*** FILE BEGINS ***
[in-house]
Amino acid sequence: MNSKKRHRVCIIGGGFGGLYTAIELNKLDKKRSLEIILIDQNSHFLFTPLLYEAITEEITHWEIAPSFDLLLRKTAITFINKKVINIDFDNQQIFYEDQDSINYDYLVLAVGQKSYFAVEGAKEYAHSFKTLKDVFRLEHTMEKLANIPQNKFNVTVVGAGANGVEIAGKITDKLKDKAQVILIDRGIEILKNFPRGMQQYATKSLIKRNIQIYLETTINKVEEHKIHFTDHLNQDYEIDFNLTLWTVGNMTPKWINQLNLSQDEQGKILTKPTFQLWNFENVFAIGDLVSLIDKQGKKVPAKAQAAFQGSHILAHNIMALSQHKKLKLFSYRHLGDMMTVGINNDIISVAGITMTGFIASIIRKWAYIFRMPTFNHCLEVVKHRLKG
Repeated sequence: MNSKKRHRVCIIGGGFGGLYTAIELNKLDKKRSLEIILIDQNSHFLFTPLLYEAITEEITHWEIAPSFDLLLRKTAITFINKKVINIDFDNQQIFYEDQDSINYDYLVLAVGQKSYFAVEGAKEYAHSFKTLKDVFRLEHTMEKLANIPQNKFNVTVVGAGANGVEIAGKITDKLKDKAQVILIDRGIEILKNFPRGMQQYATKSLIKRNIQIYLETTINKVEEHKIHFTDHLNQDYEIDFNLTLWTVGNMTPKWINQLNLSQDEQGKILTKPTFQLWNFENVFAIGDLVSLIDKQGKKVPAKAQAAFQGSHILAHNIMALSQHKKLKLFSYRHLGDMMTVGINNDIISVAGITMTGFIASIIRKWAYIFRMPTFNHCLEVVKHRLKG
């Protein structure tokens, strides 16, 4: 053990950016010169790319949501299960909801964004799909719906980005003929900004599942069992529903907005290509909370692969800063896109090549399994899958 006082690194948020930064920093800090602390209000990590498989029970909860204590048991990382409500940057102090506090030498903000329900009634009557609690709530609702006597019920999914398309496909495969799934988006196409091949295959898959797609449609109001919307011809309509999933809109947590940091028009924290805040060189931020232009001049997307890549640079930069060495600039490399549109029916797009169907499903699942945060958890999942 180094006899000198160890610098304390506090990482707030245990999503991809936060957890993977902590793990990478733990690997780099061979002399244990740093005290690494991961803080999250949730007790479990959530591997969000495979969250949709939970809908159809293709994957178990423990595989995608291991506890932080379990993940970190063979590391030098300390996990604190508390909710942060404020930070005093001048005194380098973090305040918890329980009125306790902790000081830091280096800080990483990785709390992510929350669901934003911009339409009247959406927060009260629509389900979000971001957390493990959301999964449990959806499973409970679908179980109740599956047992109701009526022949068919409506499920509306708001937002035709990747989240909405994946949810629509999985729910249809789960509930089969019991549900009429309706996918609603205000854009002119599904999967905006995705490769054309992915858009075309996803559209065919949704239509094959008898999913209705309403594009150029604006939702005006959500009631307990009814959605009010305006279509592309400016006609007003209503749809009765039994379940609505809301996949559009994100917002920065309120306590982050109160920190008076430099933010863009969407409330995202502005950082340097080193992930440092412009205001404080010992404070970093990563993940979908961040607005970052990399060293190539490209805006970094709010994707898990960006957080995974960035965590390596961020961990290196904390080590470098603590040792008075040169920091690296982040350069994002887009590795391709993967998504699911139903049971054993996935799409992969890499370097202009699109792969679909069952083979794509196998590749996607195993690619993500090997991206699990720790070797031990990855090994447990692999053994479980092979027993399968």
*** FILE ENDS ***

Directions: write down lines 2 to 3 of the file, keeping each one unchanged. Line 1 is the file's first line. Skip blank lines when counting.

Amino acid sequence: MNSKKRHRVCIIGGGFGGLYTAIELNKLDKKRSLEIILIDQNSHFLFTPLLYEAITEEITHWEIAPSFDLLLRKTAITFINKKVINIDFDNQQIFYEDQDSINYDYLVLAVGQKSYFAVEGAKEYAHSFKTLKDVFRLEHTMEKLANIPQNKFNVTVVGAGANGVEIAGKITDKLKDKAQVILIDRGIEILKNFPRGMQQYATKSLIKRNIQIYLETTINKVEEHKIHFTDHLNQDYEIDFNLTLWTVGNMTPKWINQLNLSQDEQGKILTKPTFQLWNFENVFAIGDLVSLIDKQGKKVPAKAQAAFQGSHILAHNIMALSQHKKLKLFSYRHLGDMMTVGINNDIISVAGITMTGFIASIIRKWAYIFRMPTFNHCLEVVKHRLKG
Repeated sequence: MNSKKRHRVCIIGGGFGGLYTAIELNKLDKKRSLEIILIDQNSHFLFTPLLYEAITEEITHWEIAPSFDLLLRKTAITFINKKVINIDFDNQQIFYEDQDSINYDYLVLAVGQKSYFAVEGAKEYAHSFKTLKDVFRLEHTMEKLANIPQNKFNVTVVGAGANGVEIAGKITDKLKDKAQVILIDRGIEILKNFPRGMQQYATKSLIKRNIQIYLETTINKVEEHKIHFTDHLNQDYEIDFNLTLWTVGNMTPKWINQLNLSQDEQGKILTKPTFQLWNFENVFAIGDLVSLIDKQGKKVPAKAQAAFQGSHILAHNIMALSQHKKLKLFSYRHLGDMMTVGINNDIISVAGITMTGFIASIIRKWAYIFRMPTFNHCLEVVKHRLKG